Learn TypeScript

Using the never type

Using the never type

In this lesson, we'll learn about the never type and how it is different from the void type.

How never is different from void

We are going to explore the never type in the exercise below.

TypeScriptOpen exercise in CodeSandbox

The code contains an infinite loop where a message is output to the console.


What is the return type of the keepLogging function?


Why isn't the return type void?

Use cases for never

Let's look at a different example where the never type is useful.

  • Copy and paste the following code into the editor:
1type Status = "Pending" | "Working" | "Complete";
3function doSomeAction(status: Status) {
4 switch (status) {
5 case "Pending":
6 // some code
7 break;
8 case "Working":
9 // some code
10 break;
11 case "Complete":
12 // some code
13 break;
14 }

We haven't covered the syntax on line 1 yet. This creates a string type that can hold "Pending", "Working", or "Complete". Don't worry if this doesn't make sense because we will cover it in detail later in the course.

The code also contains a function containing a switch statement that does different things depending on the different values for the status parameter.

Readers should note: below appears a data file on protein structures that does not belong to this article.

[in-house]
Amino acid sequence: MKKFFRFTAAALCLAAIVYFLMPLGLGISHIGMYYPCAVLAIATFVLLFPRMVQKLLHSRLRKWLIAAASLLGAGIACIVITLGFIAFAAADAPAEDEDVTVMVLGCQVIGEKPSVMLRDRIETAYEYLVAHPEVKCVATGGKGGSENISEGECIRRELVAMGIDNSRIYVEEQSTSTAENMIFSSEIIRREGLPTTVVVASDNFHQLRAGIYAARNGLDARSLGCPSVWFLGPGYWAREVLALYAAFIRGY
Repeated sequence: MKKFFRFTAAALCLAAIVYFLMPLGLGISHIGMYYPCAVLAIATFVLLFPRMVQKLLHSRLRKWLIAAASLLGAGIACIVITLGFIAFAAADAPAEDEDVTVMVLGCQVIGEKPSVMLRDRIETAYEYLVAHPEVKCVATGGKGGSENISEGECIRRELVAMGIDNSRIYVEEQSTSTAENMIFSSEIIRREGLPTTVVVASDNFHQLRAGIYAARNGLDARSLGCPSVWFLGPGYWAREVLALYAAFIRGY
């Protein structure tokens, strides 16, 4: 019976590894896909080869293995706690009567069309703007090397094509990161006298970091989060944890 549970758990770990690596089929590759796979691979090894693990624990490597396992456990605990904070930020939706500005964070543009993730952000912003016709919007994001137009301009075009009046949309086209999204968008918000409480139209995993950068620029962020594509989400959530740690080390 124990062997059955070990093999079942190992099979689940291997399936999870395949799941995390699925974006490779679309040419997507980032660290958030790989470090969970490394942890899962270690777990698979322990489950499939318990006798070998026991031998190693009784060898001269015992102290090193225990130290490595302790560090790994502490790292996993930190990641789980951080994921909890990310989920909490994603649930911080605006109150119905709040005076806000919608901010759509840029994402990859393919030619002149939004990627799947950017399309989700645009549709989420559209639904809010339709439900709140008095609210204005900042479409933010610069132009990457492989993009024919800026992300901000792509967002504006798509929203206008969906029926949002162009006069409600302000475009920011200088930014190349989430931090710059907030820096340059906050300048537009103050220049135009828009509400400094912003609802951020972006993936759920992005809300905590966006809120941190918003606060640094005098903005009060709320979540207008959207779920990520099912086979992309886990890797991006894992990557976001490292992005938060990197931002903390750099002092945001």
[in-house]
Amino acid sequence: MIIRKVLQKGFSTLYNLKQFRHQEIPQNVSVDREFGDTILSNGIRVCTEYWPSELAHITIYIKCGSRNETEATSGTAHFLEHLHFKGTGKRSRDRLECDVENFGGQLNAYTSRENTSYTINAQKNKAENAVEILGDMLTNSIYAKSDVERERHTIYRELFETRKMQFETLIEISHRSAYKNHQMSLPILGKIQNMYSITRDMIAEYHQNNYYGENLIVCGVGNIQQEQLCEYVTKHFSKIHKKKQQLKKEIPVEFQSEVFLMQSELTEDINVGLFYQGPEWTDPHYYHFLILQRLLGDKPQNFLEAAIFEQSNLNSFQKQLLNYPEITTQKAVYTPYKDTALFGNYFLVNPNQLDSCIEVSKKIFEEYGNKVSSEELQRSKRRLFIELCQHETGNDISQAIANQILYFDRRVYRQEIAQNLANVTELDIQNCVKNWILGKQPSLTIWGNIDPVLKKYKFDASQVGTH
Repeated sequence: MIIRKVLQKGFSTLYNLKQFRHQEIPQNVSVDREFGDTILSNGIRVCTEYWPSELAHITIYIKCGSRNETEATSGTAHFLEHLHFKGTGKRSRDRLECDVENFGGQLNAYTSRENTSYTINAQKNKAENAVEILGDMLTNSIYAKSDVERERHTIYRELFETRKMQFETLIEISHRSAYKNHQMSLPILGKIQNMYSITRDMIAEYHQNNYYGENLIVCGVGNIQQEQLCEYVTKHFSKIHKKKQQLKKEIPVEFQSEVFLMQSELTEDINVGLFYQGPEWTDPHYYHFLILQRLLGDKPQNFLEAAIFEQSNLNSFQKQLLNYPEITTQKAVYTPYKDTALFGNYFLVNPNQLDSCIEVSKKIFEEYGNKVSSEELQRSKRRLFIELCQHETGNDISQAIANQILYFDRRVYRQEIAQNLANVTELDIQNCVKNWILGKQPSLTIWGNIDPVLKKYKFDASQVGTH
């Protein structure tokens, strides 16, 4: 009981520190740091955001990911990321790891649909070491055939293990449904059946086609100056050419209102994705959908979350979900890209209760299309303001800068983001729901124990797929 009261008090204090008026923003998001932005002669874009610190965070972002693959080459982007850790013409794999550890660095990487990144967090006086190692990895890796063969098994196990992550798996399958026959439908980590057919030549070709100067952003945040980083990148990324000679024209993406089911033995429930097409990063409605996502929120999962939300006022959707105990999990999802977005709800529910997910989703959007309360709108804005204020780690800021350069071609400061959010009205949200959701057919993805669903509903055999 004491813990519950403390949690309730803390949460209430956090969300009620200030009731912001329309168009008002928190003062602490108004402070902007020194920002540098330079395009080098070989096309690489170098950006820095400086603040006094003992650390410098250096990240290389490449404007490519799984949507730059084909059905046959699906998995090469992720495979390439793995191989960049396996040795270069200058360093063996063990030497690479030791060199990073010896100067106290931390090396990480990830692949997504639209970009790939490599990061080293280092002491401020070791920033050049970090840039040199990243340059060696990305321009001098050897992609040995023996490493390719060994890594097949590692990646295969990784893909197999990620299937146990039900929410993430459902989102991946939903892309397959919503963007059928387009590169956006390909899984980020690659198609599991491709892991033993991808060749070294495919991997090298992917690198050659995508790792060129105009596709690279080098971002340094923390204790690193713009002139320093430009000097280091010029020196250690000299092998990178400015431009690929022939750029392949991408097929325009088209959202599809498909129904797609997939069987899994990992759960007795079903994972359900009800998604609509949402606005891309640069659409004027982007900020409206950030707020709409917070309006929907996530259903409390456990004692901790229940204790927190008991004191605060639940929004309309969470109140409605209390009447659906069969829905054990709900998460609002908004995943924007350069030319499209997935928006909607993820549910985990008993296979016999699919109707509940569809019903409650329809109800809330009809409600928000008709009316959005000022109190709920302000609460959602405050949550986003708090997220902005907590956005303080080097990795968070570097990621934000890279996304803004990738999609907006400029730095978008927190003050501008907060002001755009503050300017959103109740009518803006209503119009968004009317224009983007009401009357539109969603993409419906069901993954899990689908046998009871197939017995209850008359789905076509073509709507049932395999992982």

• Let's add a new cancelled status:
type Status = "Pending" | "Working" | "Complete" | "Cancelled";

Wouldn't it be nice if TypeScript reminded us that we need to handle this new status in the doSomeAction function switch statement? Well, we can use the never type to do this.

  • Add the following the function:
function neverReached(never: never) {}

This function takes in a parameter of type never. So, it's a function that, in theory, should never be reached in the code.


How can we use the neverReached function in a default branch of the switch statement in doSomeAction?

Notice that we now get a type error in the default branch of the switch statement.

Never error

  • Implement the cancelled switch statement branch:
case "Cancelled":
// some code

The type error will disappear.



The never type is used to represent a type of value that will never occur. It is useful to explicitly flag areas of code that shouldn’t be reached. It is also useful when creating conditional types, which we will learn about later in this course.

Further information about the never type can be found in the TypeScript handbook.

In the next lesson, we’ll learn about a type that we can use as an alternative to any.

© 2021 Carl Rippon
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